NEW DELHI (Reuters) – Saudi oil minister Khalid al-Falih said on Sunday that China and the U.S. would lead healthy global demand for oil this year but that it would be too early to change OPEC+ output policy at the group’s next meeting in April.
FILE PHOTO: Saudi Energy Minister Khalid al-Falih speaks at a news conference in Riyadh, Saudi Arabia January 9, 2019. REUTERS/Faisal Al Nasser/File Photo
He said total global oil demand is set to grow by around 1.5 million barrels per day (bpd).
“If you look at Venezuela alone you would panic, if you look at the U.S. you would say the world is awash with oil. You have to look at the market as a whole. We think 2019 demand is actually quite healthy,” Falih told Reuters.
In Venezuela, suffering from a political and economic crisis, oil exports have plunged by 40 percent to around 920,000 bpd since Washington slapped sanctions on its petroleum industry on Jan. 28.
On the other hand, production in U.S. hit a record of more than 12 million bpd in February.
The International Energy Agency in a report last month left its demand growth forecast for 2019 unchanged from January at 1.4 million barrels per day.
Falih said Chinese demand was breaking records month after month and estimated the country would breach 11 million barrels per day (bpd) in 2019.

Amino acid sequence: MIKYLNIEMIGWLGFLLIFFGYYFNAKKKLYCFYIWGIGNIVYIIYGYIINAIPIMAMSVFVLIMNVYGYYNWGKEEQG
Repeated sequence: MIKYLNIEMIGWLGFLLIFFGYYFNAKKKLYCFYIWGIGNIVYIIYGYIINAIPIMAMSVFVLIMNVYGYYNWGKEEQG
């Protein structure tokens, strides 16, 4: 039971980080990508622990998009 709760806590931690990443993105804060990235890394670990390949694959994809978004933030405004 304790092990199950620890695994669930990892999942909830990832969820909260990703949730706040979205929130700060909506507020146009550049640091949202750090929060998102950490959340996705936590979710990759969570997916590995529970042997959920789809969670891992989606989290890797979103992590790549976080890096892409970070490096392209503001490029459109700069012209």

For Saudi Arabia, he said oil output in April was expected to remain at this month’s level of 9.8 million bpd.
“Aramco is finalizing their April allocations today or tomorrow so we will know more on Monday. But my expectation is that April is going to be pretty much like March”.
The Organization of the Petroleum Exporting Countries and its allies such as Russia — known as the OPEC+ alliance — will meet in Vienna on April 17-18 and another gathering is scheduled for June 25-26.
Falih said the group was unlikely to change its output policy in April and if required will make adjustments in June.
“We will see what happens by April if there is any unforeseen disruption somewhere else but barring this I think we will just be kicking the can forward,” Falih said.
“We will see where the market is by June and adjust appropriately,” Falih said.
On Jan. 1, OPEC+ began new production cuts to avoid a supply glut that threatened to soften prices. The group agreed to reduce supply by 1.2 million barrels per day for six months.
Sources recently said the OPEC+ production policy is expected to be agreed on in June with an extension of the current pact the likely scenario so far, but much depends on the extent of U.S. sanctions on both OPEC members Iran and Venezuela.
OPEC’s share is 800,000 bpd, to be delivered by 11 members — all except Iran, Libya and Venezuela, which are exempt from cuts. The baseline for the reduction was in most cases their output in October 2018.
Reporting by Nidhi Verma; Editing by Kirsten Donovan